Ionia DPS on Facebook: ‘Push info to people’

The Ionia Department of Public Safety's Facebook page. (May 6, 2014)

IONIA, Mich. (WOOD) — As officers from multiple agencies chased an armed domestic violence suspect Sunday, the Ionia Department of Public Safety kept residents updated using Facebook.

The initial post on Ionia DPS’s Facebook page at 4:59 p.m. said there was a “vehicle pursuit with an armed suspect north bound on M-66 north of the City.” It asked residents to watch for patrol vehicles.

Ionia DPS Chief Troy Thomas was the man at the keyboard. His department was among those involved in the chase, but Thomas was at home listening to his police scanner.

“The residents in the area were not aware of what was going on,” he said. “[Ionia County] Central Dispatch was tied up, so I decided, ‘Let’s get some information out on Facebook. Let’s get the people aware of what’s going on.”

Listening to the police traffic, Thomas knew the suspect had a weapon. And he knew that at some point, the pursuit would come to an end.

“What his intentions with that gun were at that point, nobody will know. So wherever it came to a stop at, let’s let the people know this is where he’s at,” Thomas said. “There is a man with a gun. Let’s get inside your houses, safe and sound.”

He chronicled when the chase entered Montcalm County, turned around to head south back into Ionia County, and then became a foot chase. He told residents where the armed suspect was as he headed west on Tingley Road, then south through fields past Meade Road to Hubbell Road. He warned people in the area to lock their doors.

Thomas posted when shots were fired, and when the suspect was down.

That suspect, 31-year-old Steven Goble, fired first and officers returned fire. Goble sustained a gunshot wound — it’s not yet clear whether he was shot by police or by himself — and died at the scene.

At 6:12 p.m., Thomas posted that the scene was secure.

Through it all, residents offered prayers for those involved and thanks for the updates.

This isn’t the first time the Ionia DPS Facebook page has alerted residents to a large manhunt. In February, it posted alerts and updates when Michael Elliot, a convicted quadruple murderer, escaped from the nearby Ionia Correctional Facility.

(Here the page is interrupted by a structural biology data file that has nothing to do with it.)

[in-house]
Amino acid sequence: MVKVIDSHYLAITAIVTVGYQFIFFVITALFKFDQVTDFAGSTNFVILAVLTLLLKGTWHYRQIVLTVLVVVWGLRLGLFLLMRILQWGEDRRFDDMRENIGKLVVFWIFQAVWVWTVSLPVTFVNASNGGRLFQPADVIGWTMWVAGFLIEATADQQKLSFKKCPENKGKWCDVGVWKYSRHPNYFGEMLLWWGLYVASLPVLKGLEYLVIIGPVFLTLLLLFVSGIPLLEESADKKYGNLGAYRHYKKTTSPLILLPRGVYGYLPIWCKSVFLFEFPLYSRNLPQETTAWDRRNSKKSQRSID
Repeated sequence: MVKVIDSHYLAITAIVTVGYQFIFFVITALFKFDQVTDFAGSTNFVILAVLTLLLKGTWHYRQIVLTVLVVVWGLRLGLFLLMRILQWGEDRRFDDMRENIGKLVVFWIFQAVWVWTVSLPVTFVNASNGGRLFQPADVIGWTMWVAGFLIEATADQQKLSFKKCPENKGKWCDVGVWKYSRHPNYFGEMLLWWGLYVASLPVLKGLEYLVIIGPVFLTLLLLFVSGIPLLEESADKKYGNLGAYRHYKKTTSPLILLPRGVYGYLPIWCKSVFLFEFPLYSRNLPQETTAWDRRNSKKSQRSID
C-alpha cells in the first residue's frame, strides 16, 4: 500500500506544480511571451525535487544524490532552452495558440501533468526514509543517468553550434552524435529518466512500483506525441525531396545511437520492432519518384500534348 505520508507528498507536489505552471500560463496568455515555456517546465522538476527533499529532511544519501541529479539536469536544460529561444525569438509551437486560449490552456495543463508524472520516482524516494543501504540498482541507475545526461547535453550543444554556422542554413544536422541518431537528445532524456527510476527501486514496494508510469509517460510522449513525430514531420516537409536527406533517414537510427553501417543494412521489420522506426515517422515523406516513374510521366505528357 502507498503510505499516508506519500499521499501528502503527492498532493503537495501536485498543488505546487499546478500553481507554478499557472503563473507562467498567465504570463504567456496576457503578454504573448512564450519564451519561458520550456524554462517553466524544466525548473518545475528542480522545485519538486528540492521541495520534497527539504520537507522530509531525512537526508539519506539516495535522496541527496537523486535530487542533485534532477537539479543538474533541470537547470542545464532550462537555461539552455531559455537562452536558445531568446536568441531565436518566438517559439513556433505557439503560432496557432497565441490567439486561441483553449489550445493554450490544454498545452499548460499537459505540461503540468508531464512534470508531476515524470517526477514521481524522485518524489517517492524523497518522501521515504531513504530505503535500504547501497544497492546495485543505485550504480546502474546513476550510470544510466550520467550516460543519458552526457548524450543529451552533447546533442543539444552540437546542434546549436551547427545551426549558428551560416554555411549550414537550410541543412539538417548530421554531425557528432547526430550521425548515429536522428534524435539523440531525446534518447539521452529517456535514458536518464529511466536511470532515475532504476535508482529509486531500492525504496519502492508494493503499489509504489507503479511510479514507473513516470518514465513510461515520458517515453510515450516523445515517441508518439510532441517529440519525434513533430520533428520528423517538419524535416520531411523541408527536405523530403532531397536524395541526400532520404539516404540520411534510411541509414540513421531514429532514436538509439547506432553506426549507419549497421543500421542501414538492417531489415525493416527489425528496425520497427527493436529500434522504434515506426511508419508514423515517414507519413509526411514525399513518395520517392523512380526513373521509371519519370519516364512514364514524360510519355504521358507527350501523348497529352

Shortly after Thomas became chief two years ago, he decided the department should get a Facebook page.

“Let’s push information to people instead of having them come look for it,” Thomas explained his reasoning. “We started this to interact with the community and help them and it’s been nothing but positive for us.”

No other West Michigan law enforcement agency uses Facebook in quite the same way as Ionia DPS. Thomas gets plenty of positive feedback, but he’s aware there are some concerns.

For example, making police information public could alert the bad guys to what cops are doing.

In Sunday’s case, Thomas wasn’t concerned about that.

“Whatever was going out at that point was all over the radio, so it was all in the public air, so that I didn’t have a problem with,” he said. “There are some other instances where we will not put certain information out because it’s sensitive.”

He says the department determines how the information will affect the case and the officers before posting anything.

There’s also the concern that citizens could decide to take the situation into their own hands. Thomas said he understands that, but in this case, there were so many officers on the scene that any attempt would have been stopped.

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